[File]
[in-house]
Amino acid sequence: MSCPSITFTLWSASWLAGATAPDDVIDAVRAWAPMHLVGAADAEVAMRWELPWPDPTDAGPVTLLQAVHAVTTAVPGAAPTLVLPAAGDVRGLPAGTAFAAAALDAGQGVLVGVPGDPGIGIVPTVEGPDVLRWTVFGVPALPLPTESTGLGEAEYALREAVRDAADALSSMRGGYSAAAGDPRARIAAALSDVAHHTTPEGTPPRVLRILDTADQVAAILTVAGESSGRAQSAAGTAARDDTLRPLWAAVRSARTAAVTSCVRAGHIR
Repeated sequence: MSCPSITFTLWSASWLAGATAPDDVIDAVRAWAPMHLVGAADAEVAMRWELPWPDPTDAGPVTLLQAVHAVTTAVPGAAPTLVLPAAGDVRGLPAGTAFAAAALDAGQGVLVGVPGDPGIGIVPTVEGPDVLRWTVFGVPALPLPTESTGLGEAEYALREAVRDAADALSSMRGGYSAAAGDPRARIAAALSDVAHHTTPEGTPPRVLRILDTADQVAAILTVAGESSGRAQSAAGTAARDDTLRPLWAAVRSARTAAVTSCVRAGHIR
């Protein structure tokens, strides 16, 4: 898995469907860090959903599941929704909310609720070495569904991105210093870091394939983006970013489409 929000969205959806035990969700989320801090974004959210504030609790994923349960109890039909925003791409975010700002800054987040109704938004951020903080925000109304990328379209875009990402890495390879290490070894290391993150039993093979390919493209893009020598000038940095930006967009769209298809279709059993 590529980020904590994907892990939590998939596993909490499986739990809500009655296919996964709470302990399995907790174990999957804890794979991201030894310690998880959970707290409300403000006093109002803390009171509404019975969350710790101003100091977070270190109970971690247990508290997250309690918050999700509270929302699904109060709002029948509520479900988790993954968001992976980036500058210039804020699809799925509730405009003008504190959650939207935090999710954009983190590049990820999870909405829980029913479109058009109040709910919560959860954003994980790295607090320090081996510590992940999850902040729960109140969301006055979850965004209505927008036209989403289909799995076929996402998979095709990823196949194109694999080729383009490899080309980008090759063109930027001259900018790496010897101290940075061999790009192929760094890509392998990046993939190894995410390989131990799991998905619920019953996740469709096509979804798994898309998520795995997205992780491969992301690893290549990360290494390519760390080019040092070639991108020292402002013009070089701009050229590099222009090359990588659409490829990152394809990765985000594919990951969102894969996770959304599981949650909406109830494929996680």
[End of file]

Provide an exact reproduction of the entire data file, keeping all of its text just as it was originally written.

[in-house]
Amino acid sequence: MSCPSITFTLWSASWLAGATAPDDVIDAVRAWAPMHLVGAADAEVAMRWELPWPDPTDAGPVTLLQAVHAVTTAVPGAAPTLVLPAAGDVRGLPAGTAFAAAALDAGQGVLVGVPGDPGIGIVPTVEGPDVLRWTVFGVPALPLPTESTGLGEAEYALREAVRDAADALSSMRGGYSAAAGDPRARIAAALSDVAHHTTPEGTPPRVLRILDTADQVAAILTVAGESSGRAQSAAGTAARDDTLRPLWAAVRSARTAAVTSCVRAGHIR
Repeated sequence: MSCPSITFTLWSASWLAGATAPDDVIDAVRAWAPMHLVGAADAEVAMRWELPWPDPTDAGPVTLLQAVHAVTTAVPGAAPTLVLPAAGDVRGLPAGTAFAAAALDAGQGVLVGVPGDPGIGIVPTVEGPDVLRWTVFGVPALPLPTESTGLGEAEYALREAVRDAADALSSMRGGYSAAAGDPRARIAAALSDVAHHTTPEGTPPRVLRILDTADQVAAILTVAGESSGRAQSAAGTAARDDTLRPLWAAVRSARTAAVTSCVRAGHIR
């Protein structure tokens, strides 16, 4: 898995469907860090959903599941929704909310609720070495569904991105210093870091394939983006970013489409 929000969205959806035990969700989320801090974004959210504030609790994923349960109890039909925003791409975010700002800054987040109704938004951020903080925000109304990328379209875009990402890495390879290490070894290391993150039993093979390919493209893009020598000038940095930006967009769209298809279709059993 590529980020904590994907892990939590998939596993909490499986739990809500009655296919996964709470302990399995907790174990999957804890794979991201030894310690998880959970707290409300403000006093109002803390009171509404019975969350710790101003100091977070270190109970971690247990508290997250309690918050999700509270929302699904109060709002029948509520479900988790993954968001992976980036500058210039804020699809799925509730405009003008504190959650939207935090999710954009983190590049990820999870909405829980029913479109058009109040709910919560959860954003994980790295607090320090081996510590992940999850902040729960109140969301006055979850965004209505927008036209989403289909799995076929996402998979095709990823196949194109694999080729383009490899080309980008090759063109930027001259900018790496010897101290940075061999790009192929760094890509392998990046993939190894995410390989131990799991998905619920019953996740469709096509979804798994898309998520795995997205992780491969992301690893290549990360290494390519760390080019040092070639991108020292402002013009070089701009050229590099222009090359990588659409490829990152394809990765985000594919990951969102894969996770959304599981949650909406109830494929996680």